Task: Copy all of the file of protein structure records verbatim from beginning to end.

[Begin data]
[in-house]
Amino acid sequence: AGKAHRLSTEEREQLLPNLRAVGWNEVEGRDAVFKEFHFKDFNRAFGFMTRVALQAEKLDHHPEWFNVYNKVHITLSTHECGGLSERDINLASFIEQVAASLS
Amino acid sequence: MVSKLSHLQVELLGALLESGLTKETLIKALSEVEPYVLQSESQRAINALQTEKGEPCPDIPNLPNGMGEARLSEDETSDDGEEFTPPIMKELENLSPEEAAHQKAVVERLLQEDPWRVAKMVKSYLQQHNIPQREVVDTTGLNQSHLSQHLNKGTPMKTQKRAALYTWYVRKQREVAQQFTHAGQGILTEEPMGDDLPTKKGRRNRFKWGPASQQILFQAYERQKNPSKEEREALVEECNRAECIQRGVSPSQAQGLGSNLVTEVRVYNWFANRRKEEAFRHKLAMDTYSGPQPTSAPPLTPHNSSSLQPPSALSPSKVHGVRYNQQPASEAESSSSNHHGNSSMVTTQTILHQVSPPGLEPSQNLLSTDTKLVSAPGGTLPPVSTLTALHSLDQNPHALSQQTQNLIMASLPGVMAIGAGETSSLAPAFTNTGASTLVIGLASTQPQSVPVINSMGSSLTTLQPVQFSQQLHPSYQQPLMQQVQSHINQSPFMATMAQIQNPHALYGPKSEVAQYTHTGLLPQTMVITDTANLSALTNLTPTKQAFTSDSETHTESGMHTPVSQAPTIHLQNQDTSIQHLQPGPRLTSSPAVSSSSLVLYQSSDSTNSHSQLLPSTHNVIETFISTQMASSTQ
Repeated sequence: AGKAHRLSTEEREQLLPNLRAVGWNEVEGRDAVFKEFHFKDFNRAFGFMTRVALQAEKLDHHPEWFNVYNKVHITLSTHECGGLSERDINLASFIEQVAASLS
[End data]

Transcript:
[in-house]
Amino acid sequence: AGKAHRLSTEEREQLLPNLRAVGWNEVEGRDAVFKEFHFKDFNRAFGFMTRVALQAEKLDHHPEWFNVYNKVHITLSTHECGGLSERDINLASFIEQVAASLS
Amino acid sequence: MVSKLSHLQVELLGALLESGLTKETLIKALSEVEPYVLQSESQRAINALQTEKGEPCPDIPNLPNGMGEARLSEDETSDDGEEFTPPIMKELENLSPEEAAHQKAVVERLLQEDPWRVAKMVKSYLQQHNIPQREVVDTTGLNQSHLSQHLNKGTPMKTQKRAALYTWYVRKQREVAQQFTHAGQGILTEEPMGDDLPTKKGRRNRFKWGPASQQILFQAYERQKNPSKEEREALVEECNRAECIQRGVSPSQAQGLGSNLVTEVRVYNWFANRRKEEAFRHKLAMDTYSGPQPTSAPPLTPHNSSSLQPPSALSPSKVHGVRYNQQPASEAESSSSNHHGNSSMVTTQTILHQVSPPGLEPSQNLLSTDTKLVSAPGGTLPPVSTLTALHSLDQNPHALSQQTQNLIMASLPGVMAIGAGETSSLAPAFTNTGASTLVIGLASTQPQSVPVINSMGSSLTTLQPVQFSQQLHPSYQQPLMQQVQSHINQSPFMATMAQIQNPHALYGPKSEVAQYTHTGLLPQTMVITDTANLSALTNLTPTKQAFTSDSETHTESGMHTPVSQAPTIHLQNQDTSIQHLQPGPRLTSSPAVSSSSLVLYQSSDSTNSHSQLLPSTHNVIETFISTQMASSTQ
Repeated sequence: AGKAHRLSTEEREQLLPNLRAVGWNEVEGRDAVFKEFHFKDFNRAFGFMTRVALQAEKLDHHPEWFNVYNKVHITLSTHECGGLSERDINLASFIEQVAASLS